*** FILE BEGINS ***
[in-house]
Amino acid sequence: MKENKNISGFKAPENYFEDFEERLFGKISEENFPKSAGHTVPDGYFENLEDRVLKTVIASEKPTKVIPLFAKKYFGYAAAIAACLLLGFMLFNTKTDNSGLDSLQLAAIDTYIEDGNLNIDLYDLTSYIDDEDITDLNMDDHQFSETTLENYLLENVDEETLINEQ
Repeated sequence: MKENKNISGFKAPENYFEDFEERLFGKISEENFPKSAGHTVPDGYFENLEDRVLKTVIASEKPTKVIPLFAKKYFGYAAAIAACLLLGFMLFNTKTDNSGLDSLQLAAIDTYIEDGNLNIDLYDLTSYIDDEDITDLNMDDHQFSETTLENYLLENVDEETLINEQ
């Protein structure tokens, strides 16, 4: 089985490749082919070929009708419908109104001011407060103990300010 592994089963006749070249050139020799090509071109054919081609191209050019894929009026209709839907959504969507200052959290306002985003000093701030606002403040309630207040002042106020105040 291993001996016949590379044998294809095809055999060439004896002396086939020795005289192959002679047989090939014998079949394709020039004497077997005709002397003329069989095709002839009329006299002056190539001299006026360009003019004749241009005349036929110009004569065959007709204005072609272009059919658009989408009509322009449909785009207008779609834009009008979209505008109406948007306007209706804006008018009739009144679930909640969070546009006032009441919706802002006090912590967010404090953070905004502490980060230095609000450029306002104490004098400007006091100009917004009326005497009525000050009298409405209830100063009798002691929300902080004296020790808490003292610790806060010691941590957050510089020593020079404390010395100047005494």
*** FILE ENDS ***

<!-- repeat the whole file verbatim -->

[in-house]
Amino acid sequence: MKENKNISGFKAPENYFEDFEERLFGKISEENFPKSAGHTVPDGYFENLEDRVLKTVIASEKPTKVIPLFAKKYFGYAAAIAACLLLGFMLFNTKTDNSGLDSLQLAAIDTYIEDGNLNIDLYDLTSYIDDEDITDLNMDDHQFSETTLENYLLENVDEETLINEQ
Repeated sequence: MKENKNISGFKAPENYFEDFEERLFGKISEENFPKSAGHTVPDGYFENLEDRVLKTVIASEKPTKVIPLFAKKYFGYAAAIAACLLLGFMLFNTKTDNSGLDSLQLAAIDTYIEDGNLNIDLYDLTSYIDDEDITDLNMDDHQFSETTLENYLLENVDEETLINEQ
């Protein structure tokens, strides 16, 4: 089985490749082919070929009708419908109104001011407060103990300010 592994089963006749070249050139020799090509071109054919081609191209050019894929009026209709839907959504969507200052959290306002985003000093701030606002403040309630207040002042106020105040 291993001996016949590379044998294809095809055999060439004896002396086939020795005289192959002679047989090939014998079949394709020039004497077997005709002397003329069989095709002839009329006299002056190539001299006026360009003019004749241009005349036929110009004569065959007709204005072609272009059919658009989408009509322009449909785009207008779609834009009008979209505008109406948007306007209706804006008018009739009144679930909640969070546009006032009441919706802002006090912590967010404090953070905004502490980060230095609000450029306002104490004098400007006091100009917004009326005497009525000050009298409405209830100063009798002691929300902080004296020790808490003292610790806060010691941590957050510089020593020079404390010395100047005494």